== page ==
I have the very same problem when any USB hard drives (or for that matter, any USB device that takes any advantage at all whatsoever of anything above USB 1.x performance) are in use with any of my systems: Every single system of mine slows down in a similar fashion when I tried to use the computer at the same time anything that requires anywhere close to full USB 2.0 High-Speed bandwidth is being transferred through the USB interface (this means that any file transfers through USB or any use of transcoding programs with video files located on any USB external drive will take up the entire bandwidth of the interface or the USB device itself, whichever is more restrictive). Face it, the USB 2.0 High-Speed interface is simply nowhere near fast enough to keep up with the performance of modern hard drives (remember, these 1TB drives are capable of maximum sustained physical transfer speeds of over 90 MB/s, but the USB interface is restricting it to barely over 30 MB/s), and it uses up a lot more of your system processor's load (aka "CPU Utilization") than it should have.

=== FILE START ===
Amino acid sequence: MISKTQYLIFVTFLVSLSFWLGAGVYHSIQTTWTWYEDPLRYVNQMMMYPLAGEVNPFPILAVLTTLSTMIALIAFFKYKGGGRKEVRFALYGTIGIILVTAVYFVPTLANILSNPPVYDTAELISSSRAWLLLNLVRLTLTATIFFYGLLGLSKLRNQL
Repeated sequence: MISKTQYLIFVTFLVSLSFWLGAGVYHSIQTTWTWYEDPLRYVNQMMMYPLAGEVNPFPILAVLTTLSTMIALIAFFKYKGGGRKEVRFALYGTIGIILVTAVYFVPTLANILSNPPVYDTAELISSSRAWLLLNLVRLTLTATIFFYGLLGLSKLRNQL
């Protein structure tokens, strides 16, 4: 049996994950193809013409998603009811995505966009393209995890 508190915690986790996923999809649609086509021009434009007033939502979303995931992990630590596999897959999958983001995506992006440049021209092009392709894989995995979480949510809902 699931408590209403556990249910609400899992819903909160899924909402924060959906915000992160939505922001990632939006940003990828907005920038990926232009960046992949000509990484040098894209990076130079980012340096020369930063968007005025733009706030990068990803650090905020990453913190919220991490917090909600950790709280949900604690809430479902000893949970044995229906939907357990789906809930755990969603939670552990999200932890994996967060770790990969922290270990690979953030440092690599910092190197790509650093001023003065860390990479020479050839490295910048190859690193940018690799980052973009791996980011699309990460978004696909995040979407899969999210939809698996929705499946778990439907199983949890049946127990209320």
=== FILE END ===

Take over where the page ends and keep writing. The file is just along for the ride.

In other words, it's the entire USB 2.0 High-Speed interface on any system that's to blame (and this slowdown of system performance during USB data transfers occurs no matter which brand of external hard drive you use). If what you've been doing (running cryptload) is what you intend with an external hard drive, you will need to purchase an eSATA card (unless your system's motherboard has built-in eSATA ports in the rear) and an external hard drive with an eSATA interface or an internal SATA hard drive and eSATA external enclosure combo. Too bad Western Digital currently does not offer a Windows-compatible external hard drive kit with anything other than USB (since they discontinued all of their eSATA and FireWire external hard drive kits for Windows last year) - and their recently-introduced USB 3.0 drives cost way more money than other external hard drives of the same capacity (since current SATA-to USB 3.0 bridges/translators/converters are astronomically expensive). And a USB 3.0 external hard drive kit is out of consideration (unless you already have a USB 3.0 controller in your system) because it would have defaulted to the USB 2.0-compatible mode on your system and thus you would have had the very same problem with slowdowns.